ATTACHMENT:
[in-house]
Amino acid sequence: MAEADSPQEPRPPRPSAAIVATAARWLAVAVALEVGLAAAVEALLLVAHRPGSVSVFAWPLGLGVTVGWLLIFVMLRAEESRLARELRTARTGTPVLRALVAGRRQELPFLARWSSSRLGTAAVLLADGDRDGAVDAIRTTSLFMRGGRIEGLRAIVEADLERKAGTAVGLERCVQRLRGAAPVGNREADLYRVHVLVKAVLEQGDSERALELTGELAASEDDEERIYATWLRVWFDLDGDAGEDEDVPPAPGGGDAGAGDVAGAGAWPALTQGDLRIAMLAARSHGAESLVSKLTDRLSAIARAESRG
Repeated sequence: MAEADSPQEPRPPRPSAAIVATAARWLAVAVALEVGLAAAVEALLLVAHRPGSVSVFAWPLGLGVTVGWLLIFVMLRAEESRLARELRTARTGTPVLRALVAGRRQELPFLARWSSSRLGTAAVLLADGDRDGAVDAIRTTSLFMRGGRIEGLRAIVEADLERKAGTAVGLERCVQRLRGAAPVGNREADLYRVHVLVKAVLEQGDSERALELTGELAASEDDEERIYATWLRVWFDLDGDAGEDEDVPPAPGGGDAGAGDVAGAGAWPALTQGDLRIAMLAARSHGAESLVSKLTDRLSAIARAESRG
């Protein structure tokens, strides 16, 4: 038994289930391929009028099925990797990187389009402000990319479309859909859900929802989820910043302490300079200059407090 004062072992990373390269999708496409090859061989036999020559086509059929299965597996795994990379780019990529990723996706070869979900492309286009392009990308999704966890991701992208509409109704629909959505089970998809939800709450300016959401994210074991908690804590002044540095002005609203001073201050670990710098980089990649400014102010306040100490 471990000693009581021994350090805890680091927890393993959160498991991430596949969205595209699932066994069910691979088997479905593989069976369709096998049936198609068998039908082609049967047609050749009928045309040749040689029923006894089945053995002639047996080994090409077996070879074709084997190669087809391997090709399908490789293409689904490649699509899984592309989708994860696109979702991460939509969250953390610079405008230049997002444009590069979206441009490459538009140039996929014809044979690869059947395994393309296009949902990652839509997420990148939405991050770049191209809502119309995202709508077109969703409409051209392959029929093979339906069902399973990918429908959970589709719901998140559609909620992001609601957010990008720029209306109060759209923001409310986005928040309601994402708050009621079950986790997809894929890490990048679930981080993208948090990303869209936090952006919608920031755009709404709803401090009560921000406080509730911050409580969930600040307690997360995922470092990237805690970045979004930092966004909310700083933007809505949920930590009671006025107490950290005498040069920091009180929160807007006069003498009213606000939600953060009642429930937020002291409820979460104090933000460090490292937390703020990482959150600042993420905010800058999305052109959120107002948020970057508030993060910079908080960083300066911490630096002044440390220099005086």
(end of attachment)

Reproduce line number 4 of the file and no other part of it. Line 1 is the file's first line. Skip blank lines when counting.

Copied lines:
């Protein structure tokens, strides 16, 4: 038994289930391929009028099925990797990187389009402000990319479309859909859900929802989820910043302490300079200059407090 004062072992990373390269999708496409090859061989036999020559086509059929299965597996795994990379780019990529990723996706070869979900492309286009392009990308999704966890991701992208509409109704629909959505089970998809939800709450300016959401994210074991908690804590002044540095002005609203001073201050670990710098980089990649400014102010306040100490 471990000693009581021994350090805890680091927890393993959160498991991430596949969205595209699932066994069910691979088997479905593989069976369709096998049936198609068998039908082609049967047609050749009928045309040749040689029923006894089945053995002639047996080994090409077996070879074709084997190669087809391997090709399908490789293409689904490649699509899984592309989708994860696109979702991460939509969250953390610079405008230049997002444009590069979206441009490459538009140039996929014809044979690869059947395994393309296009949902990652839509997420990148939405991050770049191209809502119309995202709508077109969703409409051209392959029929093979339906069902399973990918429908959970589709719901998140559609909620992001609601957010990008720029209306109060759209923001409310986005928040309601994402708050009621079950986790997809894929890490990048679930981080993208948090990303869209936090952006919608920031755009709404709803401090009560921000406080509730911050409580969930600040307690997360995922470092990237805690970045979004930092966004909310700083933007809505949920930590009671006025107490950290005498040069920091009180929160807007006069003498009213606000939600953060009642429930937020002291409820979460104090933000460090490292937390703020990482959150600042993420905010800058999305052109959120107002948020970057508030993060910079908080960083300066911490630096002044440390220099005086």